machineghost machineghost - 11 months ago 71
CSS Question

CSS: Why Is Chrome (on Linux) Ignoring My Font-Family?

When I inspect elements on my site using the Chrome developer tool, I see the following as my element's "Computed" style:

font-family: "HelveticaNeue-Medium", "Helvetica Neue Medium", "Helvetica Neue", Helvetica, "Roboto", Arial, "Lucida Grande", sans-serif

But if I scroll down further (to the bottom of the "Computed" tab) I see:

Rendered Fonts
Liberation Sans—Local file(11 glyphs)

Since my (Linux) OS must have
, I'm confused as to why Chrome would pick "Liberation Sans": it isn't even on my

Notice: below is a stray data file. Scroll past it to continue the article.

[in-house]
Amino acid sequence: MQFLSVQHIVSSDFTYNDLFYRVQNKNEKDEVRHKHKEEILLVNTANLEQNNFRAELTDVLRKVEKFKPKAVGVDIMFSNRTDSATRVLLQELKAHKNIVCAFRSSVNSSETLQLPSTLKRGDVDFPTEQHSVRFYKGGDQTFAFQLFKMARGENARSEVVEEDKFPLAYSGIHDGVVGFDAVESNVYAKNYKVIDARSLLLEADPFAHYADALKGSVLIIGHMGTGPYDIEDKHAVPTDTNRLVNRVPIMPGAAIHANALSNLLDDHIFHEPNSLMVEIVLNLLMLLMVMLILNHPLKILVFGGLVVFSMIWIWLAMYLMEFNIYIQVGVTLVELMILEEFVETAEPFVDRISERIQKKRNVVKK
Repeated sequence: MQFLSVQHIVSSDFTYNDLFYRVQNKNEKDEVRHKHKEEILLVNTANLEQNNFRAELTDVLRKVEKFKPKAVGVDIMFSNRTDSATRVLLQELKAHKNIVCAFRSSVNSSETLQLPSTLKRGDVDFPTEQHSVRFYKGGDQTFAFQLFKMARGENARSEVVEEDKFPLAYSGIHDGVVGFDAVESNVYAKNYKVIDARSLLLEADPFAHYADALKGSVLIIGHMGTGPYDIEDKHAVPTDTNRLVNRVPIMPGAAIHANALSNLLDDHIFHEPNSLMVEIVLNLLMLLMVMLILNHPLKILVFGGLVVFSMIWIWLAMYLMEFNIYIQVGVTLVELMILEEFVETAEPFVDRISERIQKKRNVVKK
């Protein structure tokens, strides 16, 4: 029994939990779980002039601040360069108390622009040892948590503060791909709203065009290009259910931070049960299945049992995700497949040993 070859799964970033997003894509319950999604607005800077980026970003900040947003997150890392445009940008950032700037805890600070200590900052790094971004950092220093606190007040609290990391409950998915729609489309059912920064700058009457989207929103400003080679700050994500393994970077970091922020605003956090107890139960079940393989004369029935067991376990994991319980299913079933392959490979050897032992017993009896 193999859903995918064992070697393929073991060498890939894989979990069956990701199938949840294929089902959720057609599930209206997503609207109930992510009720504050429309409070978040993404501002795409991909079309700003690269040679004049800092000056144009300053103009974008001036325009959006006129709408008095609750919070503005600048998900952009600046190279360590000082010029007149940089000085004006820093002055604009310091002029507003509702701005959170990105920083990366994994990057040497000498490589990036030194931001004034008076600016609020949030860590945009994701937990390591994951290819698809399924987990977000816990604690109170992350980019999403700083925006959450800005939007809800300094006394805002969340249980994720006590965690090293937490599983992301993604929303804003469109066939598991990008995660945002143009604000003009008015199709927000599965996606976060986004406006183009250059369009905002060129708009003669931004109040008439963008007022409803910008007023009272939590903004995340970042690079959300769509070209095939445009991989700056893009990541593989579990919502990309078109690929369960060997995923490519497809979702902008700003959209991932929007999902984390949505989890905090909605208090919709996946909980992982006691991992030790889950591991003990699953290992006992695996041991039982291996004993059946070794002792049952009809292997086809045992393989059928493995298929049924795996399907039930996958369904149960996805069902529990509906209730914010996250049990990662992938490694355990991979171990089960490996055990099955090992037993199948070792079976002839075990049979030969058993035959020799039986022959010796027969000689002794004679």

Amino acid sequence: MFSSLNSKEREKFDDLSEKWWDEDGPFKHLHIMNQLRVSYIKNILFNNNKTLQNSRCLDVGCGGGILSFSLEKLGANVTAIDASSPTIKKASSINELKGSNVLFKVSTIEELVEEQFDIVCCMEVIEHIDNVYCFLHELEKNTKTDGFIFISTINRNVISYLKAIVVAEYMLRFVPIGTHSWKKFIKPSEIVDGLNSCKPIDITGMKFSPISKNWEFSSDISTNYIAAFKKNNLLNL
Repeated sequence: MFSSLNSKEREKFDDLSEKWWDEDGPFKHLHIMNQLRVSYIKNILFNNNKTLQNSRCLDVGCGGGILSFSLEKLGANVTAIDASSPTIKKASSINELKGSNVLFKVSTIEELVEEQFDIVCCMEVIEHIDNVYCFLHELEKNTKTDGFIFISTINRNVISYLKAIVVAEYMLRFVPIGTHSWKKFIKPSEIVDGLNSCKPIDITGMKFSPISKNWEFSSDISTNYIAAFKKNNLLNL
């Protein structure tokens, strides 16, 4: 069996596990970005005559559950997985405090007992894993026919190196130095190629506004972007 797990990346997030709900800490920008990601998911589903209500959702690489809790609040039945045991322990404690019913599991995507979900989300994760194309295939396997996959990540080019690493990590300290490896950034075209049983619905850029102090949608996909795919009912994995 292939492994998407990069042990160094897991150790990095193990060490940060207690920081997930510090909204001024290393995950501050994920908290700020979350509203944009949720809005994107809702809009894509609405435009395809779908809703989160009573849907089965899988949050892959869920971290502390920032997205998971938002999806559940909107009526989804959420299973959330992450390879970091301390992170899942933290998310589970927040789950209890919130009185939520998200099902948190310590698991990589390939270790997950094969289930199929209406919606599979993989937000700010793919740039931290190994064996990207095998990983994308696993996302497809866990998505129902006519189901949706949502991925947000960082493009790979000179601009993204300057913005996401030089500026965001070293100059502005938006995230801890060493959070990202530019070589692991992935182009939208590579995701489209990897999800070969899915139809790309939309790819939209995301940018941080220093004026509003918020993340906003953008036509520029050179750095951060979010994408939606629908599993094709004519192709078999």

I'd blame my own bad CSS, but in theory the "Computed" tab shows the final/processed version of my rules, so however terrible my original CSS may have been, Chrome clearly sees my
list defined (and being applied) to my element ... it just ignores it.

Can anyone explain this mystery?

EDIT: I installed a font-checking program and it turns out that Linux (Mint) does not in fact come with an
font ... but even so, I thought browsers provided (at least) a basic
font, no matter what the OS? Is that incorrect?

Answer Source

serif, sans-serif, and monospace are not actual fonts installed on the system, but are rather identifiers for the browser's default font of choice representing each of those cases on the current operating system.

So, Chrome's sans-serif font of choice on Linux (Mint) must be Liberation Sans.

...or in your own words:

Even though your font-family says sans-serif, the browser will tell you the name of the font it used to provide sans-serif; it won't actually say sans-serif.